Home > Joining the puzzle pieces: reconceptualising ecosystem-based adaptation in South Africa within the current natural resource management and adaptation context
Joining the puzzle pieces: reconceptualising ecosystem-based adaptation in South Africa within the current natural resource management and adaptation context
2 Jul 2019 - 12:30
by Jonathan Aronson, Sheona Shackleton and Likho Sikutshwa
There is increasing recognition that human resilience and adaptation to climate change in the Anthropocene depend critically on the integrity of ecosystems. Well-functioning ecosystems provide natural solutions and ecosystem services that build resilience and help society adapt to the adverse impacts of climate change. An emerging approach to address adaptation challenges using natural solutions is ecosystem-based adaptation (EbA) - the use of biodiversity and ecosystem services as part of an overall strategy to help people adapt to the adverse effects of climate change4.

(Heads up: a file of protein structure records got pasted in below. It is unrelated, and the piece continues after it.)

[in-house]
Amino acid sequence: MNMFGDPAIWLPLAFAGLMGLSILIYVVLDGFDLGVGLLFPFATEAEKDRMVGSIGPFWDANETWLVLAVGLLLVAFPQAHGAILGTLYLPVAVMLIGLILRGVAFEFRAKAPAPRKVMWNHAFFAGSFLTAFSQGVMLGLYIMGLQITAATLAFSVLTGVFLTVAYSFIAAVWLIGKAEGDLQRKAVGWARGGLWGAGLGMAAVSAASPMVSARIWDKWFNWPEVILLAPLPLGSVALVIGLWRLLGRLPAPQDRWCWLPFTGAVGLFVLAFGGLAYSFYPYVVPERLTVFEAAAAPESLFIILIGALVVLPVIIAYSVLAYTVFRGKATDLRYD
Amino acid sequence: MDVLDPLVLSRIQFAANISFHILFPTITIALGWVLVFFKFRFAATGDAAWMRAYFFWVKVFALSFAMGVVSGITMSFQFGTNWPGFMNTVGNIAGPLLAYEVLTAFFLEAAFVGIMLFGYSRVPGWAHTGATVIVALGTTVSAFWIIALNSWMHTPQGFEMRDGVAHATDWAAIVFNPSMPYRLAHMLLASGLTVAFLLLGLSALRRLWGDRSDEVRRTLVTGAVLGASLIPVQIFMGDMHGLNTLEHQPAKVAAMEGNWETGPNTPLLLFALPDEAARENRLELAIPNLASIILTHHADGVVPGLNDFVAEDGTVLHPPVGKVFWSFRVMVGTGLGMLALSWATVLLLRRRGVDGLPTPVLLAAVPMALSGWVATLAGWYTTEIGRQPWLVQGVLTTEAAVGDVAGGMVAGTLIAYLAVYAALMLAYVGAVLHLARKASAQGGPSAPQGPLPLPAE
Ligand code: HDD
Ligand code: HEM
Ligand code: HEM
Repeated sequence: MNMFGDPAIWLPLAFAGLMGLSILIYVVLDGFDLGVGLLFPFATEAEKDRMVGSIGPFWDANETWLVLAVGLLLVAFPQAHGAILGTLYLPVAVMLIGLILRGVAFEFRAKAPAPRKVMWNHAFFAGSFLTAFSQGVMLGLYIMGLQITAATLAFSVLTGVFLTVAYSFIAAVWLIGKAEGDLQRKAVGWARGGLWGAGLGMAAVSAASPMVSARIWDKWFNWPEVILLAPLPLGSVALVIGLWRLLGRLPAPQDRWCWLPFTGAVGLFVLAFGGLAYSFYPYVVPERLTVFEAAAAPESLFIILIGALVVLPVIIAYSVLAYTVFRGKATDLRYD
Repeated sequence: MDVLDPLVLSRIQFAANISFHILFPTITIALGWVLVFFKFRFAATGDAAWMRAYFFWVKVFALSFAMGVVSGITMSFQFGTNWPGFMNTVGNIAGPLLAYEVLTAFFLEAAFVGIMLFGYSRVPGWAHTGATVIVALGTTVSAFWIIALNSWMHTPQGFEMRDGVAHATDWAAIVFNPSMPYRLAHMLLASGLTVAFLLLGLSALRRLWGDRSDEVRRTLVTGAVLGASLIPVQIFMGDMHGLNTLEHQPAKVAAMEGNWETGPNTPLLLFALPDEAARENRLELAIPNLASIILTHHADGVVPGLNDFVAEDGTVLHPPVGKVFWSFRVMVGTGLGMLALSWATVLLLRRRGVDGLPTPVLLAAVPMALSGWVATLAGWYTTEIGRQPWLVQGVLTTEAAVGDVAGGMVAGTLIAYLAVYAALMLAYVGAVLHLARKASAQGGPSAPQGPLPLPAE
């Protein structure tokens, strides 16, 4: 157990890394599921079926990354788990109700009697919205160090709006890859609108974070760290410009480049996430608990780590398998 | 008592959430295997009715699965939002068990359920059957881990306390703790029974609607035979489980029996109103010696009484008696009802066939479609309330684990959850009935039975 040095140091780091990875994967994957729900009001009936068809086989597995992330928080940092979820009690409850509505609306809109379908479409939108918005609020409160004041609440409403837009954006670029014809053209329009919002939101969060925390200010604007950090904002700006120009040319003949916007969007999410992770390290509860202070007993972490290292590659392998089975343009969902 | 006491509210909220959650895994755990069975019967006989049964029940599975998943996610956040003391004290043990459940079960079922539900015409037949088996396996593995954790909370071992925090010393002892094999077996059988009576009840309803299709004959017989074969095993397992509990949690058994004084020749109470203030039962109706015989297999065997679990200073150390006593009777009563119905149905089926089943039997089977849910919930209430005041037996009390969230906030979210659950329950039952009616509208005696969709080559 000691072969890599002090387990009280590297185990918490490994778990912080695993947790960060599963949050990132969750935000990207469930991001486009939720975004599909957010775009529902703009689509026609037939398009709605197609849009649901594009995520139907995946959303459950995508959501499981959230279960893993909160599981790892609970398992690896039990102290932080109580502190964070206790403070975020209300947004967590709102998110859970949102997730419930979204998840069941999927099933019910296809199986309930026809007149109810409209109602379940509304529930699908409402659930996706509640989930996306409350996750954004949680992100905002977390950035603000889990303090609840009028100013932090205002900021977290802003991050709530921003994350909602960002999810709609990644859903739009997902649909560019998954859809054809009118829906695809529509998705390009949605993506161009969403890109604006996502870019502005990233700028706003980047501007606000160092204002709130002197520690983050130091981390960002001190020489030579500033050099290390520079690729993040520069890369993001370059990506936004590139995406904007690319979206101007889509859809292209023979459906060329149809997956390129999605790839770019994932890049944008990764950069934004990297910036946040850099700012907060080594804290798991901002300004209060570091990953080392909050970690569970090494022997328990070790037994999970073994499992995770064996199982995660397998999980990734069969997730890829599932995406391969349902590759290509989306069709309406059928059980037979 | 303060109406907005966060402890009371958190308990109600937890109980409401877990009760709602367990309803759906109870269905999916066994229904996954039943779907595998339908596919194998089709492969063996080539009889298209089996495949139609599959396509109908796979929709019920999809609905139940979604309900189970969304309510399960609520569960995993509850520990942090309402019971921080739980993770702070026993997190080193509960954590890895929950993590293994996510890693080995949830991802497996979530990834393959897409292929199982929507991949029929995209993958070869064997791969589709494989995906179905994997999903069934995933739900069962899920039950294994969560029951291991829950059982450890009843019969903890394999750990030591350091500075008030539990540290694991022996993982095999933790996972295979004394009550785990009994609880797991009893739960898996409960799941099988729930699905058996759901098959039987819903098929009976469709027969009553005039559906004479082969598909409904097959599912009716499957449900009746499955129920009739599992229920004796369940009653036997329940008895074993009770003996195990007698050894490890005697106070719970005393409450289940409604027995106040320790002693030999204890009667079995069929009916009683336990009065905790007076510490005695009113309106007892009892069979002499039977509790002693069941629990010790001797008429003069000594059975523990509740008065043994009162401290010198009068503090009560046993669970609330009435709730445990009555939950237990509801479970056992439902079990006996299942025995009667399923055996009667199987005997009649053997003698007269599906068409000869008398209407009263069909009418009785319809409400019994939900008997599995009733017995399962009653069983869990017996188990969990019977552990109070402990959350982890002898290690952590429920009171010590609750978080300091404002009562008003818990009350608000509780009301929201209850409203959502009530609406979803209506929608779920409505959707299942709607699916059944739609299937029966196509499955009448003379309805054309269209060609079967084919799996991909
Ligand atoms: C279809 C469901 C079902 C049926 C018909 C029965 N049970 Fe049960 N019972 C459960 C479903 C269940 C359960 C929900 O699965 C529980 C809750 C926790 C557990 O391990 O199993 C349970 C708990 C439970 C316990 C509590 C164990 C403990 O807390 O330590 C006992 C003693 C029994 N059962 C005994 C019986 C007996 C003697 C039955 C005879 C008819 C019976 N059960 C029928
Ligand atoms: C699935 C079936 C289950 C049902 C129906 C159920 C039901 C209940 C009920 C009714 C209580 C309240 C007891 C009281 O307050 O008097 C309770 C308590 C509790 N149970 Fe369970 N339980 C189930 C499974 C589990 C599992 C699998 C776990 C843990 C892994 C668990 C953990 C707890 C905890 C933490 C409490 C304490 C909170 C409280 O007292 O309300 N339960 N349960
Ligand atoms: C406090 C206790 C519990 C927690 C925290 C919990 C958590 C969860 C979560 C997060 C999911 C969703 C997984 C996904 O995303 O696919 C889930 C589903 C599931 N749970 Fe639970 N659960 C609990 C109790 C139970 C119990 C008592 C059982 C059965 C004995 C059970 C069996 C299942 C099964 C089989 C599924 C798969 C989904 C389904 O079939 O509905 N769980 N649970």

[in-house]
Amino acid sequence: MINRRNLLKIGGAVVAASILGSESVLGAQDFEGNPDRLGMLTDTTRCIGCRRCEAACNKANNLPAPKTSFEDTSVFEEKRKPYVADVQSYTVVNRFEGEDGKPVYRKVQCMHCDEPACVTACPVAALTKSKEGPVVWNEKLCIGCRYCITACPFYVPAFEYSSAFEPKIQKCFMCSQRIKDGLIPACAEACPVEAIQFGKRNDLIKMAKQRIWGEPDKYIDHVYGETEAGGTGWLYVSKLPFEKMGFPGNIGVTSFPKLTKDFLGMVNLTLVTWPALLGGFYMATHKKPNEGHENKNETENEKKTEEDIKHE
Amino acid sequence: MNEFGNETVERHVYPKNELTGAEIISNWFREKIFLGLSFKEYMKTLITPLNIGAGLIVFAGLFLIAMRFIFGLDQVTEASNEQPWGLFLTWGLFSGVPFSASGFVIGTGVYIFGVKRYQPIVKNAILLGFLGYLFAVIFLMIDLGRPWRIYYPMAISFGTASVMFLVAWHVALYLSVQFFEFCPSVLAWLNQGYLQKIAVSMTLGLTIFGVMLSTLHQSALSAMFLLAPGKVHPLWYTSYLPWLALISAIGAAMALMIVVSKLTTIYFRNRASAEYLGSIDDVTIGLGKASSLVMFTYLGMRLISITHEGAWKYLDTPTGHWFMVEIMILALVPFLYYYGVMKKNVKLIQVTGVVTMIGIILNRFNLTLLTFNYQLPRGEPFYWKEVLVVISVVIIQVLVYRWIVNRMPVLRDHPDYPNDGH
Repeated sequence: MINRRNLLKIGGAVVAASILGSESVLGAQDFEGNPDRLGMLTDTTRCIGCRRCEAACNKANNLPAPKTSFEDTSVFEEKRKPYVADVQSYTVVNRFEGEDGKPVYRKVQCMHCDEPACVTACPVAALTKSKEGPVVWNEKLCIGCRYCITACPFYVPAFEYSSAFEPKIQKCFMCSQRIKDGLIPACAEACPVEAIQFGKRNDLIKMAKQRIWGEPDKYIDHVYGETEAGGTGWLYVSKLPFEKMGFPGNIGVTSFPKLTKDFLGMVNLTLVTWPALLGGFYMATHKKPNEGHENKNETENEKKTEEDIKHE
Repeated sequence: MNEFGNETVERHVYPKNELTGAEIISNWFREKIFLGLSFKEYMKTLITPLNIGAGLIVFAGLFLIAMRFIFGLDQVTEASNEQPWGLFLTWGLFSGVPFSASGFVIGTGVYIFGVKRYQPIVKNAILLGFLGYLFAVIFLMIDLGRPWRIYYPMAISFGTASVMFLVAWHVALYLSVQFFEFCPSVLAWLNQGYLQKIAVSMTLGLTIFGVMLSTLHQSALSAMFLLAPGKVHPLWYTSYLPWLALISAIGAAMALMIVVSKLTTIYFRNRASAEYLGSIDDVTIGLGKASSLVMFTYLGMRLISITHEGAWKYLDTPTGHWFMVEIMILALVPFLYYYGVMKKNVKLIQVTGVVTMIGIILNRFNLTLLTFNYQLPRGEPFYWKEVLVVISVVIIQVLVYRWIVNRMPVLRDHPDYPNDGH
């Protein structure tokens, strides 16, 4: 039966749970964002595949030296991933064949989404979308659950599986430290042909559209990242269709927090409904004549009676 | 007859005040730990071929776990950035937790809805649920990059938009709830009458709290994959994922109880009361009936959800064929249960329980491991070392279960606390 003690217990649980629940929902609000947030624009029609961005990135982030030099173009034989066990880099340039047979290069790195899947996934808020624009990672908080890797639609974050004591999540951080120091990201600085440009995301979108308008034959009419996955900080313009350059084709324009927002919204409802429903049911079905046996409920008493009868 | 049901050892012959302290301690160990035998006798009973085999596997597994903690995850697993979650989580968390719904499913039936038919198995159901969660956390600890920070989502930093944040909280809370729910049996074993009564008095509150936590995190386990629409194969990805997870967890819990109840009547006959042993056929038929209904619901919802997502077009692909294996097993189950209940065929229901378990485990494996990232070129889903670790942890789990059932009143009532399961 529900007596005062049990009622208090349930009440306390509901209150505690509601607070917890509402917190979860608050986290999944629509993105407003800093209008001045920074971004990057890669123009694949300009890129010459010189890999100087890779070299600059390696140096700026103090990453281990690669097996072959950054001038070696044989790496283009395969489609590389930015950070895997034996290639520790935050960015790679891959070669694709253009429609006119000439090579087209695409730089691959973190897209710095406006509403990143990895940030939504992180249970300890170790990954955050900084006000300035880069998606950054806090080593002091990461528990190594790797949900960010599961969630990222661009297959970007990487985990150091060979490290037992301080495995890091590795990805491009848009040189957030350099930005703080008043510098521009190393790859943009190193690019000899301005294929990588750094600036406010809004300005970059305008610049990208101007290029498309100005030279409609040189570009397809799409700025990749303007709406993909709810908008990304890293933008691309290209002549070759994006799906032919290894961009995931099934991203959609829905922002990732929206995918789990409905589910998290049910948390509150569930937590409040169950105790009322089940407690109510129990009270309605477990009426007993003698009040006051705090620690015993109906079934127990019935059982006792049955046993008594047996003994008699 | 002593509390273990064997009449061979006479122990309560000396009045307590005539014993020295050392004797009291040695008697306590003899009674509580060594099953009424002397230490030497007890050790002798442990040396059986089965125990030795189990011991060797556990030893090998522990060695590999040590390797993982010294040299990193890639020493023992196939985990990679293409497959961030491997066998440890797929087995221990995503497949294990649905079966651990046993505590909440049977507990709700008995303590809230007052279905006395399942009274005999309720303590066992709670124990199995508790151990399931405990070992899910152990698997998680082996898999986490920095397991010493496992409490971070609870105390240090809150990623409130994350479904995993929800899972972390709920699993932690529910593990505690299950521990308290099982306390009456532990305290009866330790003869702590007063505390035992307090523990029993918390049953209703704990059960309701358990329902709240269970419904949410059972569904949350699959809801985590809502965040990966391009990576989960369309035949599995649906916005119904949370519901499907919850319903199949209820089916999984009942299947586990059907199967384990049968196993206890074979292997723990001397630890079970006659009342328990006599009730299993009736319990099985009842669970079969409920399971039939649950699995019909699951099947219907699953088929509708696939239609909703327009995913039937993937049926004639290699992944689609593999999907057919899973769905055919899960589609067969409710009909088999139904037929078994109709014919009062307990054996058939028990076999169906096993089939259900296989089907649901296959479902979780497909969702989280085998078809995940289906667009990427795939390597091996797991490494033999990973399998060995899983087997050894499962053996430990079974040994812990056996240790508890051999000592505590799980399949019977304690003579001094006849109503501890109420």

South Africa’s climate change and biodiversity policy context provides support for a coordinated EbA programme. To facilitate this, guidelines for EbA were published in 2017, along with a strategic framework and overarching implementation plan for the period 2016-2021. The vision of this programme is that EbA is implemented as part of South Africa’s overall climate change adaptation strategy in support of a long-term, just transition to a climate-resilient economy and society. While there is support for EbA in South Africa and increasing implementation, there remains confusion about what EbA is and, more specifically, how it relates to other natural resource management and climate change adaptation approaches. Fundamentally, a key question is what makes a programme ‘EbA’ as opposed to being community-based adaptation, landscape-based disaster risk reduction, or rehabilitation of ecological infrastructure? Or, conversely how could the latter approaches be re-purposed to become more “EbA-like”?
In our policy brief we clarify what EbA is and suggest how it can be aligned with existing climate change and natural resource management approaches in South Africa. Read the brief here.